I’ve now arrived in Germany to be greeted by the massive and violent scenes of the anti-globalisation protests in Rostock. In theory, I – a journalist from one of the poorest nations in the world, Uganda – should have no problem understanding the protesters’ cause.
As the rich world reaps supernormal profits from globalisation, ordinary people in poor countries are getting more and more marginalised.
In Uganda the proportion of people below the poverty line has finally ‘improved’ to 31 per cent. But maternal mortality, infant mortality and deaths due to the clinically treatable disease malaria are still shamefully high.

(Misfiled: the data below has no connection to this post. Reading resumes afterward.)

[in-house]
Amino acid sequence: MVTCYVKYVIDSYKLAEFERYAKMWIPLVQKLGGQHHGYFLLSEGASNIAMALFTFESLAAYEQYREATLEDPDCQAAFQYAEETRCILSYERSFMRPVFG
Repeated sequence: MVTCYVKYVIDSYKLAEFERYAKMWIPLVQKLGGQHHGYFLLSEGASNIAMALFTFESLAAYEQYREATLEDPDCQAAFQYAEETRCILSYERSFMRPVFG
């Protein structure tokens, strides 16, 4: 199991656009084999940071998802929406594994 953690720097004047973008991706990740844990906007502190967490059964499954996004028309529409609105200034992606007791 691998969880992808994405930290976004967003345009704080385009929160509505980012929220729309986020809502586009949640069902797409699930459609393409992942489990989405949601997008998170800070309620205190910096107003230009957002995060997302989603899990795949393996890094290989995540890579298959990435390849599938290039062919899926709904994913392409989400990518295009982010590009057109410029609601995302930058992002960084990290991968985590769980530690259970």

There’s a lot the rich West can do to change this. They’ve made a start, but it’s not enough.
One thing about the Rostock demonstrations is the predictability of it all. Yes, globalisation is simply marginalisation of the poor. Yes, the rich countries – including Germany – have reneged on their promise (renewed two years ago in Gleneagles) to give more aid to poor nations.
But will this violence against police and blockading of roads necessarily change the plight of people in poor countries?